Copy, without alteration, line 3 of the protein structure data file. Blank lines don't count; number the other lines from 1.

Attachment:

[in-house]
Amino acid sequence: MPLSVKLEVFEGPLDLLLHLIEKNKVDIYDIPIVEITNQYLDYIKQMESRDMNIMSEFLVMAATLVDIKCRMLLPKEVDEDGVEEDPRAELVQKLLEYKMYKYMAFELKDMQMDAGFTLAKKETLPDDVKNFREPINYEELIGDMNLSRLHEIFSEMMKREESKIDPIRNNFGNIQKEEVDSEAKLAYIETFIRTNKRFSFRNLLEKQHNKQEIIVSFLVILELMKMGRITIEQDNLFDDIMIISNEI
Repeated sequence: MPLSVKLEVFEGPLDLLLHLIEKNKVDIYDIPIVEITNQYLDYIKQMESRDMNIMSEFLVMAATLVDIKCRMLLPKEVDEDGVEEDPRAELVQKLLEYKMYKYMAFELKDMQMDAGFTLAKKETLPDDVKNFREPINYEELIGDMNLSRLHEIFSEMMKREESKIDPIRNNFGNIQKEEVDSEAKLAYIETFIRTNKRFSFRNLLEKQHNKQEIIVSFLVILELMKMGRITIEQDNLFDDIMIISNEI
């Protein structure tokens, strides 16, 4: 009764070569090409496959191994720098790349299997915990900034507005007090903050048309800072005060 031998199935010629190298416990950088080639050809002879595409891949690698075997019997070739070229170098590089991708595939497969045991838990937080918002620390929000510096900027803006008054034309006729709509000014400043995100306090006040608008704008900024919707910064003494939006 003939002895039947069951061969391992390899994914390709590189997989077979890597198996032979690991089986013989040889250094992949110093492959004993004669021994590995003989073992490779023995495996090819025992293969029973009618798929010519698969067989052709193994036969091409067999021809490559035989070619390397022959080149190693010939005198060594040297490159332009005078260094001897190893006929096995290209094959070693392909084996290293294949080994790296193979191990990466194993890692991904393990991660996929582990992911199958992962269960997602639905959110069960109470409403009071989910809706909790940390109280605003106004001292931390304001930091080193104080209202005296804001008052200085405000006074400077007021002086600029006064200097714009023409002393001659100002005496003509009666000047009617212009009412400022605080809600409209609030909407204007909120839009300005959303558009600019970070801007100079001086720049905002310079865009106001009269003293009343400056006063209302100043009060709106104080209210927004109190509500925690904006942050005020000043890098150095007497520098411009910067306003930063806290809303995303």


Repeated sequence: MPLSVKLEVFEGPLDLLLHLIEKNKVDIYDIPIVEITNQYLDYIKQMESRDMNIMSEFLVMAATLVDIKCRMLLPKEVDEDGVEEDPRAELVQKLLEYKMYKYMAFELKDMQMDAGFTLAKKETLPDDVKNFREPINYEELIGDMNLSRLHEIFSEMMKREESKIDPIRNNFGNIQKEEVDSEAKLAYIETFIRTNKRFSFRNLLEKQHNKQEIIVSFLVILELMKMGRITIEQDNLFDDIMIISNEI